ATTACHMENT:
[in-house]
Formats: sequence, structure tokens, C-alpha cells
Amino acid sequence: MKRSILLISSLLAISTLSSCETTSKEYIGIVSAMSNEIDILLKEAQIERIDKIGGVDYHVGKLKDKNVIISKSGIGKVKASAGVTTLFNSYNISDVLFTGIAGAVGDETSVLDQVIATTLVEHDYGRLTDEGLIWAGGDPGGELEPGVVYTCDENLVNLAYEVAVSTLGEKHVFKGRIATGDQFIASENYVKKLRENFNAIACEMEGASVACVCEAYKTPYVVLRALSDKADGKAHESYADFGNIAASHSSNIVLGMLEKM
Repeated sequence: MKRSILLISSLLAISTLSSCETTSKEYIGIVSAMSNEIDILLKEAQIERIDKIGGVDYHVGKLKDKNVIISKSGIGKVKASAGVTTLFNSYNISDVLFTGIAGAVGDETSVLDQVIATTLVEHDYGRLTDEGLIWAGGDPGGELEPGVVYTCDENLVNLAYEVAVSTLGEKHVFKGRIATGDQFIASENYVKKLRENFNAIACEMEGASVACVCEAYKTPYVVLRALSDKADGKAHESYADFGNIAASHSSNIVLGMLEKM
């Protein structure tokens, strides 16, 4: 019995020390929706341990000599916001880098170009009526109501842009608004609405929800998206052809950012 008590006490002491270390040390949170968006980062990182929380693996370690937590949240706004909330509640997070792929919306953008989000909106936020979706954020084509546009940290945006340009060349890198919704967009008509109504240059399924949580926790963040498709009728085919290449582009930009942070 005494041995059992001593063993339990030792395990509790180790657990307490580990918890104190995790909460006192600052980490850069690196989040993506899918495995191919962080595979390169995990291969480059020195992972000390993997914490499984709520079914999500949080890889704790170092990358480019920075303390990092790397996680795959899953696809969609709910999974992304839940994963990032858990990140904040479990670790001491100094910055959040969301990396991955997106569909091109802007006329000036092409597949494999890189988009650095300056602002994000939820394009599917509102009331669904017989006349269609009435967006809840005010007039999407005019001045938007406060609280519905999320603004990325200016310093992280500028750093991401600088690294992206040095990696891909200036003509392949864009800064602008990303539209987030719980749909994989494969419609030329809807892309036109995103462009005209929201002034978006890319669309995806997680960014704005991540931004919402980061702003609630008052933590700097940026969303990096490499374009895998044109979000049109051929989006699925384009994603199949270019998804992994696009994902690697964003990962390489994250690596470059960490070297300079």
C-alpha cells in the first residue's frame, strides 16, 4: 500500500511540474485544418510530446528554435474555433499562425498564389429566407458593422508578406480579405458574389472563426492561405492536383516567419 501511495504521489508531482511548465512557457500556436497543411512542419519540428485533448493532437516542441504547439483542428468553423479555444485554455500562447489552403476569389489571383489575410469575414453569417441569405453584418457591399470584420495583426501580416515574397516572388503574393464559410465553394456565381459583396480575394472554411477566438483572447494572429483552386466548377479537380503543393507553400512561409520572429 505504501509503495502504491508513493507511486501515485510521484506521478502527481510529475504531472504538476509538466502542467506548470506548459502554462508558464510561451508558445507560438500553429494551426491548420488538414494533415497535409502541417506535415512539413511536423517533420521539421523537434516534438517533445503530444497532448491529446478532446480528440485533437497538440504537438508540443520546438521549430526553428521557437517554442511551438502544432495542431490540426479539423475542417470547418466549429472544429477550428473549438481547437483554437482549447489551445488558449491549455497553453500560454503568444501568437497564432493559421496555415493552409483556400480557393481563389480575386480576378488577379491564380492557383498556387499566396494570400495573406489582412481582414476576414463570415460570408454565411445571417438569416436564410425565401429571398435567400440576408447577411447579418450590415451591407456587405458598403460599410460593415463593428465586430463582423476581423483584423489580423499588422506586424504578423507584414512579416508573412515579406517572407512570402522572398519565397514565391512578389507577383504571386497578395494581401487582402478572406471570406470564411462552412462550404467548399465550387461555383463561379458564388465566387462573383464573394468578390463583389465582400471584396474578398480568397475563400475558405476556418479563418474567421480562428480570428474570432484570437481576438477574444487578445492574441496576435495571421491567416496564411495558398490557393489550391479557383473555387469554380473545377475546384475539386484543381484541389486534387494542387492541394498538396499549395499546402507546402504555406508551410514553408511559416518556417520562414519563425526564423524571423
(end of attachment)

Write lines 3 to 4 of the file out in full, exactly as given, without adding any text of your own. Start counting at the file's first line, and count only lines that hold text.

Amino acid sequence: MKRSILLISSLLAISTLSSCETTSKEYIGIVSAMSNEIDILLKEAQIERIDKIGGVDYHVGKLKDKNVIISKSGIGKVKASAGVTTLFNSYNISDVLFTGIAGAVGDETSVLDQVIATTLVEHDYGRLTDEGLIWAGGDPGGELEPGVVYTCDENLVNLAYEVAVSTLGEKHVFKGRIATGDQFIASENYVKKLRENFNAIACEMEGASVACVCEAYKTPYVVLRALSDKADGKAHESYADFGNIAASHSSNIVLGMLEKM
Repeated sequence: MKRSILLISSLLAISTLSSCETTSKEYIGIVSAMSNEIDILLKEAQIERIDKIGGVDYHVGKLKDKNVIISKSGIGKVKASAGVTTLFNSYNISDVLFTGIAGAVGDETSVLDQVIATTLVEHDYGRLTDEGLIWAGGDPGGELEPGVVYTCDENLVNLAYEVAVSTLGEKHVFKGRIATGDQFIASENYVKKLRENFNAIACEMEGASVACVCEAYKTPYVVLRALSDKADGKAHESYADFGNIAASHSSNIVLGMLEKM